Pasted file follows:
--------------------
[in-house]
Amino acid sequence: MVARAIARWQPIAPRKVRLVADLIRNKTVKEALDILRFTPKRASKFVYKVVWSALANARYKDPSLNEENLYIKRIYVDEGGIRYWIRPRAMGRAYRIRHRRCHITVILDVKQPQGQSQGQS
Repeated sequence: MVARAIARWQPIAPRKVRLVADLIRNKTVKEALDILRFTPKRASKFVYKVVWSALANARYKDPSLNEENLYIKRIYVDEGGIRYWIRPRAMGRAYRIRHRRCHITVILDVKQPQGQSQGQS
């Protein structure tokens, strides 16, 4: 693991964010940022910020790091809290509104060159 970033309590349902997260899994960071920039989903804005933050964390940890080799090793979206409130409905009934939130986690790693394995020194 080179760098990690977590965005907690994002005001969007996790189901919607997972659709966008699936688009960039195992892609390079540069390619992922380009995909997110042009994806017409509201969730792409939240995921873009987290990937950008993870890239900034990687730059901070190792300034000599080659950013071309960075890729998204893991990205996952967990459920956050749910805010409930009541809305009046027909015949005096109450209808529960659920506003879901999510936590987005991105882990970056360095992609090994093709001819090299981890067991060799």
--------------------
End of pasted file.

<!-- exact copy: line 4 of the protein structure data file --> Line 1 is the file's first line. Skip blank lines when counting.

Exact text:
């Protein structure tokens, strides 16, 4: 693991964010940022910020790091809290509104060159 970033309590349902997260899994960071920039989903804005933050964390940890080799090793979206409130409905009934939130986690790693394995020194 080179760098990690977590965005907690994002005001969007996790189901919607997972659709966008699936688009960039195992892609390079540069390619992922380009995909997110042009994806017409509201969730792409939240995921873009987290990937950008993870890239900034990687730059901070190792300034000599080659950013071309960075890729998204893991990205996952967990459920956050749910805010409930009541809305009046027909015949005096109450209808529960659920506003879901999510936590987005991105882990970056360095992609090994093709001819090299981890067991060799």